African nations like Nigeria bank on oil and gas resources. But pushback against the EACOP project points to risk and the renewable future.
Angola recently edged out Nigeria as the African continent’s top oil-producing nation, with the economies of both nations highly dependent on oil and gas revenues. Yet as the world moves toward a fossil-free future, there are no clear pathways on how to transform Africa’s extractive economies — and perhaps no project illustrates the problem more than the ongoing fight over the East African Crude Oil Pipeline Project (EACOP).
EACOP is a joint project of the governments of Uganda and Tanzania, where national oil companies hold 30% interest in the 1,443-kilometer pipeline. A China National Offshore Oil Corporation (CNOOC) subsidiary owns 8%, with the remaining 62% held by majority investor TotalEnergies, based in France.
Ugandan President Yoweri Museveni says oil will flow through the pipe by 2025, bringing much-needed revenue and energy access for regional development. But legal challenges and recent gains by project opponents, including pressure on banks that have backed out of the process, have made that timeline less certain.
The Sumitomo Mitsui Financial Group (SMBC Group) says it’s no longer an EACOP partner, while issuing a new “Strengthening Efforts Against Climate Change” investor report on Monday that details the firm’s climate risk reductions in the oil and gas sectors.
The London-based Standard Charter Bank says it won’t fund the project, either. In late April, the bank issued a “Net Zero Roadmap” statement that says it plans 29% reductions in the oil and gas sector by 2030, from its 2020 baseline, in keeping with International Energy Agency (IEA) guidelines on achieving the Paris Agreement target of 1.5°C in global temperature rise. The World Meteorological Agency recently made clear the threats to achieving the target.
The StopEACOP coalition, which includes highly visible climate actors like 350.org as well as local African leaders, says 49 major banks and insurance companies have decided not to support the Uganda-Tanzania pipeline. They include Germany’s Allianz, which said in an email to campaigners that the project “neither meets our climate ambition nor falls within our ESG risk profile.”
The project costs between $3.5 billion and $4 billion, with TotalEnergies claiming nearly $2 billion in investments earlier this month in a statement focused on what it calls “10 Misconceptions” about EACOP.
“The world still needs oil and reasonably priced oil, now and for a few years to come. This is the very purpose of the project, which provides for oil production over 20 years,” the company said.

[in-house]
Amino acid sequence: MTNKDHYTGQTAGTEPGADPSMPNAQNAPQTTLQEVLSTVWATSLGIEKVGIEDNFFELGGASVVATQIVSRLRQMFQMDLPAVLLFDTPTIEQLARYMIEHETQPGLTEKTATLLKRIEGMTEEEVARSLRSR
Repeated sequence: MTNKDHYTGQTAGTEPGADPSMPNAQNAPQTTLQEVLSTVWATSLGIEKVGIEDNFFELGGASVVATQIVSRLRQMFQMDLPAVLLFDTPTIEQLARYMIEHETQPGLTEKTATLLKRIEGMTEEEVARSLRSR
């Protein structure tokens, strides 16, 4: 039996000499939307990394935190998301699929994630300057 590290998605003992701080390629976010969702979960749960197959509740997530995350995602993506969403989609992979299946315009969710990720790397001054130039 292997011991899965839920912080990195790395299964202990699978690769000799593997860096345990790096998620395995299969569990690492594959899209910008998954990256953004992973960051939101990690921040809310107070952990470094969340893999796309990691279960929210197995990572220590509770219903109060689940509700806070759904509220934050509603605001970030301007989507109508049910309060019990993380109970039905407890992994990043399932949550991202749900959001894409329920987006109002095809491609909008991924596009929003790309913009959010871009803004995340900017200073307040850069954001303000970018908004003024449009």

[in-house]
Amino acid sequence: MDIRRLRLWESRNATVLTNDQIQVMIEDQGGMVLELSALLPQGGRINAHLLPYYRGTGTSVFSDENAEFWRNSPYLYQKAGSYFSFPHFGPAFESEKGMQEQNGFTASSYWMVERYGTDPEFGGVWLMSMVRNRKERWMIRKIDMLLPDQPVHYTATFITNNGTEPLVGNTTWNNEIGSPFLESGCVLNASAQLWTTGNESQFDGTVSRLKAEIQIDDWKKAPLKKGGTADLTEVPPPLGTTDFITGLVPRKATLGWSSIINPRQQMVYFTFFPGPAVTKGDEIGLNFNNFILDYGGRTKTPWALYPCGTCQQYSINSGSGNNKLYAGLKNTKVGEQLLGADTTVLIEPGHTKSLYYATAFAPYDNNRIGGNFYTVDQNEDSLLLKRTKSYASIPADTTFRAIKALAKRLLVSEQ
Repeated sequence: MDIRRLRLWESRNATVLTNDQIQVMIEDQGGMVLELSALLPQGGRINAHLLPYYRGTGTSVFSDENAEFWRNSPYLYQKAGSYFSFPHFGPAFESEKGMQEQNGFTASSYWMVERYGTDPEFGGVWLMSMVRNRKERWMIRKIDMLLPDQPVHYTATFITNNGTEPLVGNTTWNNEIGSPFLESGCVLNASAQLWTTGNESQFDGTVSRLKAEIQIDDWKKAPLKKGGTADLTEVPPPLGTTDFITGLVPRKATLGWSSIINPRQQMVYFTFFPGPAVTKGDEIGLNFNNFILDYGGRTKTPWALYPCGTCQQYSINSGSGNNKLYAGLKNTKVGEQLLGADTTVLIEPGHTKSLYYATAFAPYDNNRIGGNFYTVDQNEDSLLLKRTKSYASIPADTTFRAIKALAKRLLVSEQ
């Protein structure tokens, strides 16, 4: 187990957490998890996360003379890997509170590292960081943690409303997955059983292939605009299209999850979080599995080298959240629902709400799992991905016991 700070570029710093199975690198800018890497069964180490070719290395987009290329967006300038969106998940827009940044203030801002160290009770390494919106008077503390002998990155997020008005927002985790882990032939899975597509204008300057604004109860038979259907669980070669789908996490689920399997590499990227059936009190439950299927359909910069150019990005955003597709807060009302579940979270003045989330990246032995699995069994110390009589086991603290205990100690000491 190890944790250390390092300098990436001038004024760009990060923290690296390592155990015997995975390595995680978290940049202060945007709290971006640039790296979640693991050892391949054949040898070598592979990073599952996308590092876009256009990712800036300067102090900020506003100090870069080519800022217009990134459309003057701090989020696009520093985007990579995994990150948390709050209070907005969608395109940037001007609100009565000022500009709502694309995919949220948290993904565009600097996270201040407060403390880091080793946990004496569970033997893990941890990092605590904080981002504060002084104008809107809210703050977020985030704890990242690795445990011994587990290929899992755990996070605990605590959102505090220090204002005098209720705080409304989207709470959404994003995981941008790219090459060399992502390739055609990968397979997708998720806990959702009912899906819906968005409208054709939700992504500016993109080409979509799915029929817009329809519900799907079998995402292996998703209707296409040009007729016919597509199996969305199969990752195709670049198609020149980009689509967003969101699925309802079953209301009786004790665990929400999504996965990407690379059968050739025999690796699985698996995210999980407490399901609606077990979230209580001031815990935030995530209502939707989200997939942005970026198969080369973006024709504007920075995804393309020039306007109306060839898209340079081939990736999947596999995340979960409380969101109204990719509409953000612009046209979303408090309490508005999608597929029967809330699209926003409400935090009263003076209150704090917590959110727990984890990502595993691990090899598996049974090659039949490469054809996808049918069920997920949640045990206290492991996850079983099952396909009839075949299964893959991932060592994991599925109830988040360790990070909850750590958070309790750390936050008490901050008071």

“TotalEnergies does not intend to just produce Ugandan oil, which will be extracted in any case, but also to be a major player in renewable energy in Uganda and to meet the local population’s vital everyday needs through measures like electrification and access to water.”
The company also played down the pipeline impacts to water resources, biodiversity, human rights and the affected communities that lie on the EACOP route. About 5,000 people need to be relocated but their lives will improve, the company said.
Ugandan activists like Hilda Nakabuye, in Paris on Wednesday to place pressure on Total funder Crédit Agricole Group, say limiting fossil fuels is the only path forward and the pipeline is a “carbon bomb” for her nation. Yet elected officials, including Ugandan MP Thomas Tayebwa, have said interference with the project reflects “neocolonialism and imperialism” in the life of a sovereign nation that’s free to benefit from its own oil and gas resources.
The latter view is often taken by African governments and fossil fuel project leaders who argue that oil and gas promise to be transformative for their people. Yet, as World Resources Institute expert Sebastian Sterl makes clear, Africa’s energy systems face a promising future that can leave oil and gas behind.
“The goals of the Paris Agreement have urged some investors to back out of funding further fossil fuel projects. These mixed signals create uncertainty for investors and planners,” he writes. “Countries could be at risk of being left with stranded assets if they invested in new oil and gas infrastructure. And governments focused on fossil fuel extraction might miss out on clean alternatives (like green e-fuels).”